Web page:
3.2.2. Irrigation Conveyance Infrastructure

The Usa River Catchment irrigation scheme’s main canals, secondary, and tertiary were earthen which transport water from the intake to the scheme. The irrigation infrastructure system found in the catchment can be represented in a tree form. The main stem taps water from the soil and transports it to the branches. The branches supply the twigs with water and finally it enters into the leaves, where it will either be used by the plants for growth or be lost into the air through evaporation.

The same can be seen in Usa River Catchment traditional irrigation schemes infrastructure where main/primary canal (stem) taps water from the river and then it is distributed by the smaller secondary canal (branches) to the tertiary canal (twigs), which are smaller, and enters into the fields (Figure 4). According to the study conducted in the catchment, water losses at the canals were on average (Table 2). Further, traditional irrigation does abstract water from the source after being given water permit and conveys the same using earth canal to the farm. Moreover, the distributing structure like junction, turnout boxes, and the gate valve farmer uses traditional materials like stone, soils/earth, and tree logs.

The same can be seen in Usa River Catchment traditional irrigation schemes infrastructure where main/primary canal (stem) taps water from the river and then it is distributed by the smaller secondary canal (branches) to the tertiary canal (twigs), which are smaller, and enters into the farm (Figure 4). According to the study conducted in the catchment, it is shown that water losses at the canals were on average of (Table 2). Further, traditional irrigation does abstract water from the source locally and conveys the same using earth canal to the farm. Moreover, the distributing structure like junction, turnout boxes, and the gate valve farmer uses traditional material like stone, soils/earth, and tree logs

3.3. Water Abstraction Compliances and Distributions

About twenty (20) irrigation furrow intakes are owned by the farmer groups called Water User Associations (WUA). The main objectives of forming Water User Association are to manage sustainably water resource in their area, to educate and advise water uses and productivity, to resolve water conflict, for participatory management of water resource and environment, and to identify new members [9]. Each furrow intake has a management team which is called the furrow committee that is responsible for the distribution and allocation of water to its members during the dry periods. The leaders normally got problems where they were being blamed by irrigators that they do not allocate water equally and fairly. This was revealed after water flow measurement at the intakes where twelve (12) out of twenty (20) furrow intakes, which is equal to , abstract more water relative to the granted permits (Table 1). The data explains that reasons are due to unavailable control and regulating structures or being subject to operational management on water allocation for irrigation in a particular furrow. This is true at the catchment because Water User Association (WUA) called “UWAMAKIJU” committee meets once every week discussing issues of water allocation and distribution, resolving conflict, and coming up with a resolution as per articles of association of “UWAMAKIJU” during the dry season. In this research, an irrigation infrastructure has shown inefficiency of water supply controls at the intake, because the diverted water from the source/intake is higher than the discharged amount to the farm (Table 1).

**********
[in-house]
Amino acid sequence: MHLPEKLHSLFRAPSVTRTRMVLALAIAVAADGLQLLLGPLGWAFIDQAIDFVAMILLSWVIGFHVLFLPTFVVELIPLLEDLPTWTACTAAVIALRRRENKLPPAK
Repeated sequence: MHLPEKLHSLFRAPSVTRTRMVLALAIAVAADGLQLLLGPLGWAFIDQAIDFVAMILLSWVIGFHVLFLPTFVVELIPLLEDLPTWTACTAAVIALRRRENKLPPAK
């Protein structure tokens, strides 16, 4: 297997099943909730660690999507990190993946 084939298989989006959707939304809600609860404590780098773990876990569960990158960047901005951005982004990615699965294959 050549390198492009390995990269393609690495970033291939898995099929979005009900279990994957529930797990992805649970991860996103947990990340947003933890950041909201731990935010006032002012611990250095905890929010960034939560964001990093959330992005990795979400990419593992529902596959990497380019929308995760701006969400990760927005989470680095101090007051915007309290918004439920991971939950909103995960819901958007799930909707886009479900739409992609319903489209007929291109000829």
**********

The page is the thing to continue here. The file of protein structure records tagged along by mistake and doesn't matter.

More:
3.4. Results of Crop Water Productivity

The catchment was divided into three agroecological zones: upstream, midstream, and downstream. In each zone, the crop and water productivity were calculated and showed variation in values. Under normal circumstances, every zone has got its constraints of crop production. Table 3 describes that total volumes of water of , , and for , , and at downstream, midstream, and upstream, respectively, were used. Similarly, yields of , , and , equal to crop productivity of , , and , were harvested per season.

ZonesIrrigation scheduleWater (L/s)Time (hrs)Volume (m3)Size of farm (ha)Yield (kg)Water productivity (kg/m3)Crop productivity (kg/ha)




4. Discussion

4.1. Water Conveyances, Losses, and Efficiency

The obtained results were analyzed using R-program and found that the correlation between distance and the loss of water in the canal is more significant since the value is less than 0.05 ( > 4.61e−06) (Figure 7). As the length of the irrigation channel increases, it escalates the water loss on channel, hence low conveyance efficiency (Figure 8). Subsequently, the relationship of the water losses and efficiency is mutual because when water is lost along the channels, this affects the efficiency of conveyance and vice versa (Figure 9). The phenomena of water losses are caused by temporal channels, earthen traditional canals, and insufficient size to hold a quantity of water, inefficient monitoring, and poor irrigation water management. In practice, farmers need water for irrigation while engineers and economists need the amount of water for irrigation to be realized in terms of technical efficiency and productivity.

4.2. Management of Traditional Irrigation Systems